Robert Johnson’s masterful guitar technique is the stuff of legend, and his haunting vocal delivery was once described by Eric Clapton as “the most powerful cry that I think you can find in the human voice.”
“I Believe I’ll Dust My Broom,” “Sweet Home Chicago,” “Terraplane Blues,” “Love in Vain Blues,” “Hellhound on My Trail” and “Traveling Riverside Blues” are just a few of his songs that have become classic rock standards, covered by Led Zeppelin, Fleetwood Mac, the Rolling Stones, Clapton, Lucinda Williams and Larkin Poe, to name a few.
Such covers would receive far more attention than their creator did in his short lifetime – he was born in 1911 and died at age 27 – but Johnson’s originals are conserved in the seminal 1990 compilation The Complete Recordings, the ground zero of recorded Delta blues.
“Robert Johnson was an incredible guitar player and singer,” blues guitarist Walter Trout says. “On these songs, he sounds like three guys, because he’s playing a bass line, a rhythm and slide leads, all at the same time. There are guys who can nail it note for note, but it’s lacking the spark of creativity.
“But to me, the reason he’s considered in a league of his own – among all those other guys like Blind Lemon Jefferson, Blind Willie McTell, Charley Patton and Blind Willie Johnson – is because of his songs. They’re universal and they’re lasting and they’re classic.
“In the canon of the blues, his songs are really top of the heap. My favorite is ‘Love in Vain Blues.’ That one makes me weep. It tears me up. ‘Cross Road Blues’ is incredible too – the guitar playing and the singing.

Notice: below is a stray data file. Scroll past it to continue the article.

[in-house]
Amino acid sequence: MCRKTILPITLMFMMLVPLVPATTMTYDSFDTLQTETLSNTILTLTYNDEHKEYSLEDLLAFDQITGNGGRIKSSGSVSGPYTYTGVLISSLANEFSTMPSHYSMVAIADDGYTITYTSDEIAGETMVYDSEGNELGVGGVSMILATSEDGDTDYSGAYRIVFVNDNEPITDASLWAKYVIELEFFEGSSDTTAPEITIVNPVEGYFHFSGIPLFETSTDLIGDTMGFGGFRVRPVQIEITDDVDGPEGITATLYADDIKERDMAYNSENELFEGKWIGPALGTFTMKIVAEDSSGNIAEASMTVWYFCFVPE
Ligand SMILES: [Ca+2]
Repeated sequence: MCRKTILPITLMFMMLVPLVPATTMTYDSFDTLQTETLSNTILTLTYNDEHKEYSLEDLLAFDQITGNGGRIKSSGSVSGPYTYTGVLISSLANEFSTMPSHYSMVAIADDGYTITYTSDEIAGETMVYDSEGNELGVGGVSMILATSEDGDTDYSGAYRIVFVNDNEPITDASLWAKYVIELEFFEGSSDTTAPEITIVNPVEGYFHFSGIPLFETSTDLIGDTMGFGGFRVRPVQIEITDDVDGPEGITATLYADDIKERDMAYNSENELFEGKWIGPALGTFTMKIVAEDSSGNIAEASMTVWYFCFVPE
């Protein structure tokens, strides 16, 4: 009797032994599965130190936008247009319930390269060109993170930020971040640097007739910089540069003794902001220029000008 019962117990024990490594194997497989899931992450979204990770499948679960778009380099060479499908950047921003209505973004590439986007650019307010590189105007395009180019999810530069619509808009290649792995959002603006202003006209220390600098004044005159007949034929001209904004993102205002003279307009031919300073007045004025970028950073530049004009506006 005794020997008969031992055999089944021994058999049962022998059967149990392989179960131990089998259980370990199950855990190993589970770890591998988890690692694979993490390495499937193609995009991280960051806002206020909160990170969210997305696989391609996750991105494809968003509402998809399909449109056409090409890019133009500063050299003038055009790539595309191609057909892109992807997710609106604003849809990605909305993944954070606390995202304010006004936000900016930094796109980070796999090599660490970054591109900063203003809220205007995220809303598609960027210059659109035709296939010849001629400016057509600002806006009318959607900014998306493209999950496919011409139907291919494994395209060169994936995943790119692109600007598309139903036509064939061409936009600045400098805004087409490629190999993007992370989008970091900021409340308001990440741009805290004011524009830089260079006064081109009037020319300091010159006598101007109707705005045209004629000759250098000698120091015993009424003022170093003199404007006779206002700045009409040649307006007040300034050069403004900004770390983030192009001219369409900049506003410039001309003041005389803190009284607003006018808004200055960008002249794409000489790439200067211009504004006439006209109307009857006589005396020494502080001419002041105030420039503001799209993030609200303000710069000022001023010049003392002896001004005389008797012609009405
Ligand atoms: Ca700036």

“That whole thing about going to the crossroads and selling your soul to the devil. If you ever talked to B.B. King, he’d say, ‘No, that’s bullshit. The blues is beautiful, and beauty doesn’t come from the devil.’
“These songs were unknowingly instrumental in the creation of rock and roll. But one thing that’s kind of mind blowing when you hear Clapton and the Stones and all these people doing these unbelievable songs, is that the guy never made a dime.
“He was paid a total of 38 dollars. That’s what he made off these songs. Hopefully his family is receiving royalties.
“He’s another in a long line of originators of blues music who died basically penniless.” [Johnson allegedly died after being poisoned by the husband of one of his sexual conquests.]
“So that’s a real travesty about this music. Its impact worldwide is monumental, but the guys who originated it never, ever received what they were due. And they died having no idea that their music was going to become immortal.”
Order Annye C. Anderson’s Brother Robert: Growing Up with Robert Johnson here.
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